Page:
Letter from the USAC Chair
I was recently asked to speak about scientific ocean drilling at the 2011 American Association for the Advancement of Science (AAAS) meeting. The theme of the meeting is Science Without Borders, and the symposium is entitled International Territory: Science at Sea, Science in Space, and Science at the Poles. The invitation led me to realize that I had taken the international aspect of scientific ocean drilling for granted. From my first cruise as a graduate student (ODP Leg 146) to my most recent (IODP Expedition 316), I have worked as a member of an international science team. In my experience, I’ve realized that over the course of an eight-week expedition, the boundary between nightshift and dayshift becomes more important than borders between nations.
Although the focus of the AAAS session is international collaborations, scientific ocean drilling bridges several “borders” – those between land and sea, between disciplines, and between new and experienced scientists. The science brings together top names in the field with graduate students. The differences of experience disappear as you are having breakfast in the galley or working around the core table. Galley and core discussions also bring together disciplines that would otherwise rarely interact.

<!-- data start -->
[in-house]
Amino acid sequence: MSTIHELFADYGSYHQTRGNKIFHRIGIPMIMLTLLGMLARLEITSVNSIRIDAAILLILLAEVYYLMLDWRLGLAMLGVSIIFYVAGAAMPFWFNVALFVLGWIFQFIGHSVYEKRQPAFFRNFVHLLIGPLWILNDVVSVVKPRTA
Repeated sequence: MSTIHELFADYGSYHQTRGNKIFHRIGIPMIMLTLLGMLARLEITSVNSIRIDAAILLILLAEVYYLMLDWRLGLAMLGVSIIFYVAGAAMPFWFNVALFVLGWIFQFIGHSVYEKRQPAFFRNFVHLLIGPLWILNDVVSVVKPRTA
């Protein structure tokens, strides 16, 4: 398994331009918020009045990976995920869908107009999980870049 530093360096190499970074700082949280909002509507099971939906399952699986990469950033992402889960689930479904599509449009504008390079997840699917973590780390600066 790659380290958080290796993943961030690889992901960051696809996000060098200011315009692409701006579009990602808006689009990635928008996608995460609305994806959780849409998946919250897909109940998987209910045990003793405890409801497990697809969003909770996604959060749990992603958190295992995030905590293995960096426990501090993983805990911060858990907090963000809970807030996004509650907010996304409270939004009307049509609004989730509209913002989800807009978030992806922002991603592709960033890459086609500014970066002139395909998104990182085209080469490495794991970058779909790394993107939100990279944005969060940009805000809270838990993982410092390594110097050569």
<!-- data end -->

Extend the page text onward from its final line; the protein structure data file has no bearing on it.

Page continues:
As the current phase of drilling gathers momentum, IODP continues to dissolve boundaries. We are now successfully drilling in shallower waters, drilling deeper below the seafloor, and extending the range of piston coring beyond what was previously possible. At the August 2010 Science Planning Committee meeting, representatives from new member nations such as China, India, and Korea provided encouraging news on their growing ocean science communities.
Now is a critical time to consider the value that scientific drilling has provided to your research and to the broader community. At the upcoming AGU Fall Meeting, please attend the IODP Town Hall and the Union session Frontiers in Scientific Ocean Drilling, which will highlight program accomplishments and opportunities. Then, take it a step farther and assure that the recent accomplishments and future potential of ocean drilling are visible to your colleagues, institutions, funding agencies, and general public.
Liz Screaton, USAC Chair